An important study was released this week that will show just how vibrant our e commerce has become over the last four years. An October 4, 2019 Business world report states thus:
“The 2019 e-Conomy report released on Thursday, which Google conducted in partnership with Temasek Holdings Pte. and Bain & Co., said Southeast Asia’s Internet economy shot up almost 40% to break the $100-billion mark this year. Growth was fueled by online travel, e-commerce, online media and ride hailing sectors. “This pace of growth has exceeded all expectations. At this rate, the Southeast Asian Internet economy is on track to hit $300 billion by 2025, topping our initial projection in 2016 by $100 billion,” it said.”
As far as the Philippines in concerned, it consist of a mere 2.5% of the southeast asian market but its high growth rate since 2015 ( grown by almost 50%) to a 3 billion dollar industry is high.
This is fueled by greater connectivity, with the English abilities of Filipinos clearly able to partake of global content such as music and media streaming and the rising popularity of online trade and sale platforms and financial technology products.
The challenge is to expand digital trade to the regions outside Metro Manila. Our local producers should take advantage of these online trading platforms to sell their products to a larger market. Lazada, Shopee and social media have means to sell products. Its time we put our products there.
In line with this, the government is also creating a new program to facilitate imports and exports to cut the red tape needed for exporters and importers to take advantage of the 100 billion dollar e commerce market.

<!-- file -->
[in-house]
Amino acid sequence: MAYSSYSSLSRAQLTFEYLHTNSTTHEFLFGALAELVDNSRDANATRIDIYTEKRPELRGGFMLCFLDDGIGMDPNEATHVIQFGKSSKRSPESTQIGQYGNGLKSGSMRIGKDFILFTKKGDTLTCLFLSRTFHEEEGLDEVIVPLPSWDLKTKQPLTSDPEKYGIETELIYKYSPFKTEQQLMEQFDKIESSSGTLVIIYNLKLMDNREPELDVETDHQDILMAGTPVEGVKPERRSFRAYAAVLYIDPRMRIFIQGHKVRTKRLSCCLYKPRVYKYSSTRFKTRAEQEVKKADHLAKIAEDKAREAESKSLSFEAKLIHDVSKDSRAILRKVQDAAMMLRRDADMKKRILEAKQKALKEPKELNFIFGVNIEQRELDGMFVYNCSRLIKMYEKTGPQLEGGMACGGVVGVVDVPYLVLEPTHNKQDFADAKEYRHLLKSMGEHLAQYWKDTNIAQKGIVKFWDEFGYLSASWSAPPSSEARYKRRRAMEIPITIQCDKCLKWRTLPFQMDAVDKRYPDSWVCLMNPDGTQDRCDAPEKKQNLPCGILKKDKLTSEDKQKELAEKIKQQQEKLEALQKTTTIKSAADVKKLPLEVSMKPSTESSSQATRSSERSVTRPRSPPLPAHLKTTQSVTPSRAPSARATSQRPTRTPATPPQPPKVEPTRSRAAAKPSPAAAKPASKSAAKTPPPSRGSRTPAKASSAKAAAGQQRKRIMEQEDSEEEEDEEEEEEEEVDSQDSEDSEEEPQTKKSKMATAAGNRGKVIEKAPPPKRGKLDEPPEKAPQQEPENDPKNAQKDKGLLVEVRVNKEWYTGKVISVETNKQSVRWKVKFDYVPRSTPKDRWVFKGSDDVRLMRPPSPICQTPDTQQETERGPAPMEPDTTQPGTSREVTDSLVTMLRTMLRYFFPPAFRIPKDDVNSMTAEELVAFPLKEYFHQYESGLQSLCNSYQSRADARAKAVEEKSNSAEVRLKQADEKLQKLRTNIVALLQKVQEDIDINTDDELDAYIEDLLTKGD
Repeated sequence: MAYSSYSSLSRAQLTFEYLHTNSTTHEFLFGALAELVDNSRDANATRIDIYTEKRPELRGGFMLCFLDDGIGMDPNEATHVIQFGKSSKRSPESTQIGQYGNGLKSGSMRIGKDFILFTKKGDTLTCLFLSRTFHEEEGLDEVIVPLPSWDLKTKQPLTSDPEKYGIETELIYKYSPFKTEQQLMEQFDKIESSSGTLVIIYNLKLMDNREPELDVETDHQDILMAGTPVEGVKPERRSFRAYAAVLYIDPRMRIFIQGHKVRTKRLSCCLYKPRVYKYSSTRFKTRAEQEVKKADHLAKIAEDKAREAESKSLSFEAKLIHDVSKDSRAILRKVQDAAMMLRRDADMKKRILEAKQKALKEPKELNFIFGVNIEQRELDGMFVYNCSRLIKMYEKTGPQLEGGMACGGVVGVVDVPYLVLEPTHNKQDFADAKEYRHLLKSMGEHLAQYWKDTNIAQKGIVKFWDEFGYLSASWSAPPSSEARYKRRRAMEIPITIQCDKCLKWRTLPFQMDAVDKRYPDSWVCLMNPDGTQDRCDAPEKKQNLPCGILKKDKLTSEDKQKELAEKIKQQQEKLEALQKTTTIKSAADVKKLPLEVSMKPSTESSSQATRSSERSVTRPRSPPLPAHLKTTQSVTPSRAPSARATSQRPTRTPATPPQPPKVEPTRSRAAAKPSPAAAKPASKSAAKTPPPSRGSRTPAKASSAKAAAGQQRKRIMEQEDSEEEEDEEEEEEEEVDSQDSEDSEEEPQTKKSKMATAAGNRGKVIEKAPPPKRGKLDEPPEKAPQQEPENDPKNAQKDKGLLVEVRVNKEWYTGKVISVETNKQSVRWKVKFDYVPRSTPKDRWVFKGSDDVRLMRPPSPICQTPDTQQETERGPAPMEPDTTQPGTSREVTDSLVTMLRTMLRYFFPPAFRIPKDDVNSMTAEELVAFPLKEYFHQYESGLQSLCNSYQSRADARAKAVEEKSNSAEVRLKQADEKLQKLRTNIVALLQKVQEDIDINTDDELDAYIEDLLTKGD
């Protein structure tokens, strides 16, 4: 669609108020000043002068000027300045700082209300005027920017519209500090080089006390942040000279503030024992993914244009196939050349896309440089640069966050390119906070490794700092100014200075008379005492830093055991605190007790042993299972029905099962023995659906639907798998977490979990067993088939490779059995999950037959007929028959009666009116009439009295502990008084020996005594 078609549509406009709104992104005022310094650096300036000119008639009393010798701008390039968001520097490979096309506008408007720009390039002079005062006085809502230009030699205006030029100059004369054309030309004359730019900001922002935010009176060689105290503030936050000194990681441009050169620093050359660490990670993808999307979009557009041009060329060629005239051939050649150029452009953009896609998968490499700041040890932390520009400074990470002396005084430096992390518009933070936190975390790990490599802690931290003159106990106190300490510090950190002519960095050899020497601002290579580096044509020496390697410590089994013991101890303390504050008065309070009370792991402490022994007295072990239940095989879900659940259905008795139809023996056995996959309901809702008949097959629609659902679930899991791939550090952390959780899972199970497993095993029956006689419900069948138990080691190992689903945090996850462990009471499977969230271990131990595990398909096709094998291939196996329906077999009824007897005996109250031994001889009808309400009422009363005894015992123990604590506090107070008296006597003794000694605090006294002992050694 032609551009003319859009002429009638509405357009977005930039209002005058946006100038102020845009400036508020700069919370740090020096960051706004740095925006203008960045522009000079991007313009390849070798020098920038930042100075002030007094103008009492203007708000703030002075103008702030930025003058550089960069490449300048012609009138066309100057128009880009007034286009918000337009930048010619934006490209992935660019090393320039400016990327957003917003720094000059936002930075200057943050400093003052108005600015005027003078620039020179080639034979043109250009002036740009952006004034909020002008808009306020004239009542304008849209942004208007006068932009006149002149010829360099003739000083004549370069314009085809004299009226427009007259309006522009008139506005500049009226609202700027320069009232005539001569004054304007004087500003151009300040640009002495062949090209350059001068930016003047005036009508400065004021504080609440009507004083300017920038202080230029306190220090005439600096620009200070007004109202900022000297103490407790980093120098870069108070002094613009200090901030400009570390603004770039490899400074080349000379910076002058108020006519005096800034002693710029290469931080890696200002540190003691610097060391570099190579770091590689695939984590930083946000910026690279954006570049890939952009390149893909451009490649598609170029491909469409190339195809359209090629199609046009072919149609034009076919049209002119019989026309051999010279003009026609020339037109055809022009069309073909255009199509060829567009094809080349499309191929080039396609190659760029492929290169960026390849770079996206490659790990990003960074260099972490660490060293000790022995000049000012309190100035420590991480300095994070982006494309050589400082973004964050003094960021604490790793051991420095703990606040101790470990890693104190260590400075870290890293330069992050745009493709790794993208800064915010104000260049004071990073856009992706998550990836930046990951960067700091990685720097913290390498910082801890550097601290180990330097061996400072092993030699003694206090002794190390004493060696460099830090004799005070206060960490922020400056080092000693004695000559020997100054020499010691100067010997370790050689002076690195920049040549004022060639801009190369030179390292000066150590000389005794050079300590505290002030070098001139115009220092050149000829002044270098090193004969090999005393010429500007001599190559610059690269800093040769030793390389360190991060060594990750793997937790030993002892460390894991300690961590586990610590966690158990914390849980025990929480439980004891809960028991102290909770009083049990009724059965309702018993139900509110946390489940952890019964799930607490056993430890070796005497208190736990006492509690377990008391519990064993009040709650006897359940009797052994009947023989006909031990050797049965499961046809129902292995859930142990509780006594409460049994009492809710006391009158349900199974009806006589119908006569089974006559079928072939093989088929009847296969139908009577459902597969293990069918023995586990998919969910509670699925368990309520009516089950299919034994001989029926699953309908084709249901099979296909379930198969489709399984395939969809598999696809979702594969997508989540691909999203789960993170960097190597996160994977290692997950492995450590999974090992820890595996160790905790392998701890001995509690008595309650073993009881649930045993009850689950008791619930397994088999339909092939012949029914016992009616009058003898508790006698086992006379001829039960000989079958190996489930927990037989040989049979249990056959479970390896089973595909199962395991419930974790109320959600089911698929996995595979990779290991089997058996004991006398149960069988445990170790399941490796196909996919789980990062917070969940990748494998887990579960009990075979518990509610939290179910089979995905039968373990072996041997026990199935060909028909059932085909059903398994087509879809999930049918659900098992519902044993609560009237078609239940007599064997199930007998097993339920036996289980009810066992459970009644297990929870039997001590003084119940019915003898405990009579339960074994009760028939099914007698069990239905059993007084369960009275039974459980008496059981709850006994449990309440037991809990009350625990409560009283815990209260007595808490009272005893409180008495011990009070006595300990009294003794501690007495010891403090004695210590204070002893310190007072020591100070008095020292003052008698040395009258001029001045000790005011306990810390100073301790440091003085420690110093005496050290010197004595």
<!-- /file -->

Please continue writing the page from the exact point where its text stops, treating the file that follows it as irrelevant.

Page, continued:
The Departments of Finance (DOF) and of Information and Communications Technology (DICT) are now working closely with the Department of Agriculture (DA) on the full rollout and development of the government’s online trading facilitation portal dubbed TradeNet.
This includes the online processing of trade related permits such as the issuance of sanitary and phytosanitary (SPS) certificates in TradeNet., particularly of agricultural products.
The DOF’s Inter-Agency Business Process Interoperability (IABPI) Team, the Bureau of Plant Industry (BPI) will handle the e-Phyto Sanitary certificate, while the Bureau of Animal Industry (BAI) and the Bureau of Fisheries and Aquatic Resources (BFAR) will handle the e-Animal Health certificate. This includes electronic certificates of origin.
This will enable the Philippines to join the ASEAN single window (ASW) this year. A few companies have begun piloting this platform.
TradeNet.gov.ph, will be our National Single Window (NSW), and connect to the ASW, which is a regional initiative that aims to speed up cargo clearances and promote economic integration by enabling the electronic exchange of border documents among the 10 ASEAN member-states.
With TradeNet is fully operational, he said that traders may apply online for import and export permits for commodities such as rice, sugar, used motor vehicles, chemicals (toluene), frozen meat, medicines (for humans, animals, or fish) and cured tobacco. TradeNet will simplify import and export documentary processes covering an initial 7,400 regulated products.
The administration’s goal is to have all 75 trade regulatory government agencies across 18 government departments fully interconnected via TradeNet.
This will boost trade and our participation in the global economy. This is a legacy that will help cement our sustained growth.